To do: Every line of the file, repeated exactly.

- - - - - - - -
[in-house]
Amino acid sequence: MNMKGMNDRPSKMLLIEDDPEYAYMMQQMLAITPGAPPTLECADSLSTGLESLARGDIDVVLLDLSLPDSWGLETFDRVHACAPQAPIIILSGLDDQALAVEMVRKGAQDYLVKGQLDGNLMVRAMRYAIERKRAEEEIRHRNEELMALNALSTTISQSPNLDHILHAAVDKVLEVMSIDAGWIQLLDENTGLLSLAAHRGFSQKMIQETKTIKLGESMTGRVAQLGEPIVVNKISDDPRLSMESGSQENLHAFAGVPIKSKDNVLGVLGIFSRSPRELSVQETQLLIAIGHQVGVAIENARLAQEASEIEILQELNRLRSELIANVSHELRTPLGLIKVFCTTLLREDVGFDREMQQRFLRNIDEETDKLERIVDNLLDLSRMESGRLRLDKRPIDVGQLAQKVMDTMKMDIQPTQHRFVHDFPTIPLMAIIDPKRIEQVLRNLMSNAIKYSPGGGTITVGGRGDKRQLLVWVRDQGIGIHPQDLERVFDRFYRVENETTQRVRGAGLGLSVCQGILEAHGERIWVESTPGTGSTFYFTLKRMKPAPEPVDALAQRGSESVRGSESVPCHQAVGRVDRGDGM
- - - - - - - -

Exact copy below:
[in-house]
Amino acid sequence: MNMKGMNDRPSKMLLIEDDPEYAYMMQQMLAITPGAPPTLECADSLSTGLESLARGDIDVVLLDLSLPDSWGLETFDRVHACAPQAPIIILSGLDDQALAVEMVRKGAQDYLVKGQLDGNLMVRAMRYAIERKRAEEEIRHRNEELMALNALSTTISQSPNLDHILHAAVDKVLEVMSIDAGWIQLLDENTGLLSLAAHRGFSQKMIQETKTIKLGESMTGRVAQLGEPIVVNKISDDPRLSMESGSQENLHAFAGVPIKSKDNVLGVLGIFSRSPRELSVQETQLLIAIGHQVGVAIENARLAQEASEIEILQELNRLRSELIANVSHELRTPLGLIKVFCTTLLREDVGFDREMQQRFLRNIDEETDKLERIVDNLLDLSRMESGRLRLDKRPIDVGQLAQKVMDTMKMDIQPTQHRFVHDFPTIPLMAIIDPKRIEQVLRNLMSNAIKYSPGGGTITVGGRGDKRQLLVWVRDQGIGIHPQDLERVFDRFYRVENETTQRVRGAGLGLSVCQGILEAHGERIWVESTPGTGSTFYFTLKRMKPAPEPVDALAQRGSESVRGSESVPCHQAVGRVDRGDGM